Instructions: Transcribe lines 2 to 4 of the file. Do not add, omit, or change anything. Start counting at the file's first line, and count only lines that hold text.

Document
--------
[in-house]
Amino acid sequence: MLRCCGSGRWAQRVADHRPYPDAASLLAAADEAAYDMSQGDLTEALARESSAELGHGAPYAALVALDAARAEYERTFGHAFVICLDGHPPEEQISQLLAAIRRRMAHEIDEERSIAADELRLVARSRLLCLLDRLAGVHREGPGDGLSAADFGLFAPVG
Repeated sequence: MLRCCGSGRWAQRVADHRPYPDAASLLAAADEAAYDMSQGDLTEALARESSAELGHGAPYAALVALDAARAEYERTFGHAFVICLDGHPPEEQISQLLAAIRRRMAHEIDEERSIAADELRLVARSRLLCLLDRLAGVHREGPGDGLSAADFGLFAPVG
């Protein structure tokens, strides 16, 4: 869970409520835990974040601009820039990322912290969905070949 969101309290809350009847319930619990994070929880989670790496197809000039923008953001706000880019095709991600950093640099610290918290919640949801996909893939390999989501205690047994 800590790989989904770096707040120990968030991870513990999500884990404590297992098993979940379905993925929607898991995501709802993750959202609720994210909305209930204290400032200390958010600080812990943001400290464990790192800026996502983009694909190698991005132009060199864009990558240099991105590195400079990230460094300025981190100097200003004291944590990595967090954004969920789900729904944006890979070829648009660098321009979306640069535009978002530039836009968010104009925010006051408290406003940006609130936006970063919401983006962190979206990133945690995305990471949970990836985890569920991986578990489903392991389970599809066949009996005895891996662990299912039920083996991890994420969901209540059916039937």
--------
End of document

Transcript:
Amino acid sequence: MLRCCGSGRWAQRVADHRPYPDAASLLAAADEAAYDMSQGDLTEALARESSAELGHGAPYAALVALDAARAEYERTFGHAFVICLDGHPPEEQISQLLAAIRRRMAHEIDEERSIAADELRLVARSRLLCLLDRLAGVHREGPGDGLSAADFGLFAPVG
Repeated sequence: MLRCCGSGRWAQRVADHRPYPDAASLLAAADEAAYDMSQGDLTEALARESSAELGHGAPYAALVALDAARAEYERTFGHAFVICLDGHPPEEQISQLLAAIRRRMAHEIDEERSIAADELRLVARSRLLCLLDRLAGVHREGPGDGLSAADFGLFAPVG
């Protein structure tokens, strides 16, 4: 869970409520835990974040601009820039990322912290969905070949 969101309290809350009847319930619990994070929880989670790496197809000039923008953001706000880019095709991600950093640099610290918290919640949801996909893939390999989501205690047994 800590790989989904770096707040120990968030991870513990999500884990404590297992098993979940379905993925929607898991995501709802993750959202609720994210909305209930204290400032200390958010600080812990943001400290464990790192800026996502983009694909190698991005132009060199864009990558240099991105590195400079990230460094300025981190100097200003004291944590990595967090954004969920789900729904944006890979070829648009660098321009979306640069535009978002530039836009968010104009925010006051408290406003940006609130936006970063919401983006962190979206990133945690995305990471949970990836985890569920991986578990489903392991389970599809066949009996005895891996662990299912039920083996991890994420969901209540059916039937």